Operation Life receives animal oxygen masks

Monday, June 15, 2015
Practicing on a stuffed dog, Mike Smith (left) of Operation Life and John Shafer of Greencastle Fire Department learn the ropes of a pet oxygen mask kit. The kits were donated to Operation Life by Invisible Fence of Central Indiana. (Banner Graphic/JARED JERNAGAN)

First-responders from Putnam County Operation Life and the Greencastle Fire Department recently received training in animal rescue oxygen masks.

Operation Life received the mask kits as a donation from Invisible Fence Brand. Stacy Goins, community outreach specialist with Invisible Fence of Central Indiana, was on hand to make the donation and conduct the training.

With the donation, training session and demonstrations, three Operation Life ambulances are now equipped with masks designed specifically for dogs.

Although the number of pets that die in fires is not an official statistic kept by the U.S. Fire Administration, industry websites and sources have cited an estimated 40,000 to 150,000 pets each year that die in fires; most succumbing to smoke inhalation.

In most states, emergency responders are unequipped to deal with the crisis. The donation of these specially designed and potentially lifesaving animal oxygen mask sets enable rescue squads to efficiently administer oxygen to a stricken animal.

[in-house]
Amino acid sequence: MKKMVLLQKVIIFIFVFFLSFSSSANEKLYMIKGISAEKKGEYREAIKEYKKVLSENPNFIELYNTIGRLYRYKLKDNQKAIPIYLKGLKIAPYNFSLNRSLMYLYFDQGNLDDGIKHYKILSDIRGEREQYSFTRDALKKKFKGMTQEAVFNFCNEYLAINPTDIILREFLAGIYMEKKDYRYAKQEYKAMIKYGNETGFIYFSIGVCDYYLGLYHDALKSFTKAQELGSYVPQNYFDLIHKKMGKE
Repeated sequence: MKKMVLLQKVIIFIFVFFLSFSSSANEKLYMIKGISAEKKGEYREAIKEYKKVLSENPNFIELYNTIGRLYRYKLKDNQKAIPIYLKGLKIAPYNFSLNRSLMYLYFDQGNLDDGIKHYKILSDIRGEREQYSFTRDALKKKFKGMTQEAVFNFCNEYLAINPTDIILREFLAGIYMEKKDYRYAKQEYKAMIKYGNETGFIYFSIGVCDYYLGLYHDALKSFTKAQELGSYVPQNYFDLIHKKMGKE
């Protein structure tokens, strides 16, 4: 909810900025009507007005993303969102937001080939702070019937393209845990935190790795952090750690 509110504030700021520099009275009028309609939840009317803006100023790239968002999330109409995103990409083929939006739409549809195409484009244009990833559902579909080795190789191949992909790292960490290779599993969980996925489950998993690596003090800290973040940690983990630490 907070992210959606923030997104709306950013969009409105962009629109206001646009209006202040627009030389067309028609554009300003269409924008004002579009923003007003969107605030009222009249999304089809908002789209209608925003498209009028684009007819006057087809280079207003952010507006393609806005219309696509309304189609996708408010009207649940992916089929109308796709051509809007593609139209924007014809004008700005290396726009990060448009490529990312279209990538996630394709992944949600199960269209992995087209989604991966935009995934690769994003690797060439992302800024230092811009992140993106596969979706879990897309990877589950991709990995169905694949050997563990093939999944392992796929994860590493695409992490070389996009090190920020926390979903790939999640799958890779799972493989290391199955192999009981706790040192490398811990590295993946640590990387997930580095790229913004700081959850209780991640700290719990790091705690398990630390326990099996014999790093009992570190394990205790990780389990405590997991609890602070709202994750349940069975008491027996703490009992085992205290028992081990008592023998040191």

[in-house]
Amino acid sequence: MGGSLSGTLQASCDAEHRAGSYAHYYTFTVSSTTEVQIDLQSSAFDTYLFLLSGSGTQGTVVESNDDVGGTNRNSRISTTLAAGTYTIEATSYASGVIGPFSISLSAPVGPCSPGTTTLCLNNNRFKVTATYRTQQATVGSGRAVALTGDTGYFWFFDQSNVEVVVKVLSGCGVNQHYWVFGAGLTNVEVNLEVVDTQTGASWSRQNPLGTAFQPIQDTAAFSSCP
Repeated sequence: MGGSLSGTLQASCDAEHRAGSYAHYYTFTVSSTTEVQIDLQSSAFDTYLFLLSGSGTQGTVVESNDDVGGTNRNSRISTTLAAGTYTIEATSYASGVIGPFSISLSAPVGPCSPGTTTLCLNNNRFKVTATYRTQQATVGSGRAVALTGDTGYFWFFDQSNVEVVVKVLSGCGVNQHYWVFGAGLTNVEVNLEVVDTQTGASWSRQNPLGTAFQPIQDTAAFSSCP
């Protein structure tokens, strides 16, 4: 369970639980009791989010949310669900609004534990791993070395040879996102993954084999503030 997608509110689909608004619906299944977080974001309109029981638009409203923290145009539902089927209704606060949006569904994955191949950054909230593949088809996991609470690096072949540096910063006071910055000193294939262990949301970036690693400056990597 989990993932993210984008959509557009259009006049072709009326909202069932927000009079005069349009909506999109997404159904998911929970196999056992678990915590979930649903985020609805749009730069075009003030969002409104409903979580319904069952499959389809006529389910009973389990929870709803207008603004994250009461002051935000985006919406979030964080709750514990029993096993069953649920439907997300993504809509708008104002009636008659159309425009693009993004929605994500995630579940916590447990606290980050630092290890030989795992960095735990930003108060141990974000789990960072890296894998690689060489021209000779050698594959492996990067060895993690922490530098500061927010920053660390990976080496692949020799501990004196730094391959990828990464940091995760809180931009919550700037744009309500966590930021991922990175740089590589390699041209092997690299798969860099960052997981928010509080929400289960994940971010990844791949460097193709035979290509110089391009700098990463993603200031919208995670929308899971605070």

Each mask kit is equipped with three sizes of masks to allow rescue efforts on all breeds of dogs. The smallest mask can also be used on cats. Even smaller pets such as hamsters and gerbils can be placed entirely inside the smallest mask in a rescue effort.

Greencastle Fire Department already possesses a set of similar masks, but sent a group of three firefighters to Operation Life to also take part in the training.

Although GFD has not had occasion to use the specialized equipment, veteran firefighter Roy Bumgardner told of an instance prior to receiving the masks that responders used makeshift methods to administer oxygen and save a dog suffering from smoke inhalation.

This donation is part of a national effort called Project Breathe to equip fire stations across the U.S. and Canada.

More information is available at: www.invisiblefence.com/O2.

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